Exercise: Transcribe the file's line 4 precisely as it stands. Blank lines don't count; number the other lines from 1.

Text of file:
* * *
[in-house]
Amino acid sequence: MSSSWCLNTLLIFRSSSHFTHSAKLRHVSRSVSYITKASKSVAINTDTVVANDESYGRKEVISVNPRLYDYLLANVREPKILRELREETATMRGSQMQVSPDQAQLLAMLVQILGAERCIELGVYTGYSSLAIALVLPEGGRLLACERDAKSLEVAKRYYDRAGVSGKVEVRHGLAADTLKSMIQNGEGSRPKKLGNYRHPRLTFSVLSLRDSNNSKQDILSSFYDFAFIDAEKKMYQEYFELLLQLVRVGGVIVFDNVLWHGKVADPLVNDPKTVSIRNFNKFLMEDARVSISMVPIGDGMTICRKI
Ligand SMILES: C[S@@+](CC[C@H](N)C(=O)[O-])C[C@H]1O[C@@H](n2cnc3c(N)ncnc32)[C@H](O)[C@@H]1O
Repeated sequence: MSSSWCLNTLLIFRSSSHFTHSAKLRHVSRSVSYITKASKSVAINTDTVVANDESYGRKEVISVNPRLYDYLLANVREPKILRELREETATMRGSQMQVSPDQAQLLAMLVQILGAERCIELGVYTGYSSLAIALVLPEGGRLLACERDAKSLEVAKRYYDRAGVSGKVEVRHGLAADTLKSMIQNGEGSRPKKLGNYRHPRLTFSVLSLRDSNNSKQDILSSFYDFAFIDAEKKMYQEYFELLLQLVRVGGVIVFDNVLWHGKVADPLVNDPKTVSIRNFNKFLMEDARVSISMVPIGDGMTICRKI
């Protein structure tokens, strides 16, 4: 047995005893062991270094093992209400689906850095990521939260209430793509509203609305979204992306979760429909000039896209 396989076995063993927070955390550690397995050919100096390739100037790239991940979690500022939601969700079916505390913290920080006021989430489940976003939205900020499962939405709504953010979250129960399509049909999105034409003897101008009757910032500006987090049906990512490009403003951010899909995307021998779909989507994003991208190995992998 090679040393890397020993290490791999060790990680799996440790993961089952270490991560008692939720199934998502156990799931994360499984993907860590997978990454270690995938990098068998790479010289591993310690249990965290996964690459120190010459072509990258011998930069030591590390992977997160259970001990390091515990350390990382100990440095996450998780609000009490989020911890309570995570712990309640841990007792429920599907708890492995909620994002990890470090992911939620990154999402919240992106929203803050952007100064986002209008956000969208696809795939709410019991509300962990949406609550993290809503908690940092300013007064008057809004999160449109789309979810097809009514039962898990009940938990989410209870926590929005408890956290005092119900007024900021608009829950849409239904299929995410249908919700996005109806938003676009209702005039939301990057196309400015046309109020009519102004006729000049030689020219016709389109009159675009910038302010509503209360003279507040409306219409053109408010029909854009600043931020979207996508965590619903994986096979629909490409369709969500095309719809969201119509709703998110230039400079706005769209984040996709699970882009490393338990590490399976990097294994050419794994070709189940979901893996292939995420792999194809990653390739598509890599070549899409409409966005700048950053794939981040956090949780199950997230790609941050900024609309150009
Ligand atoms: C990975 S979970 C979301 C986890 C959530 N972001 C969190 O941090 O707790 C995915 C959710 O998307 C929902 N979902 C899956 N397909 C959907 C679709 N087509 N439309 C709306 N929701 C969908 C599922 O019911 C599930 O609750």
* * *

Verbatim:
Repeated sequence: MSSSWCLNTLLIFRSSSHFTHSAKLRHVSRSVSYITKASKSVAINTDTVVANDESYGRKEVISVNPRLYDYLLANVREPKILRELREETATMRGSQMQVSPDQAQLLAMLVQILGAERCIELGVYTGYSSLAIALVLPEGGRLLACERDAKSLEVAKRYYDRAGVSGKVEVRHGLAADTLKSMIQNGEGSRPKKLGNYRHPRLTFSVLSLRDSNNSKQDILSSFYDFAFIDAEKKMYQEYFELLLQLVRVGGVIVFDNVLWHGKVADPLVNDPKTVSIRNFNKFLMEDARVSISMVPIGDGMTICRKI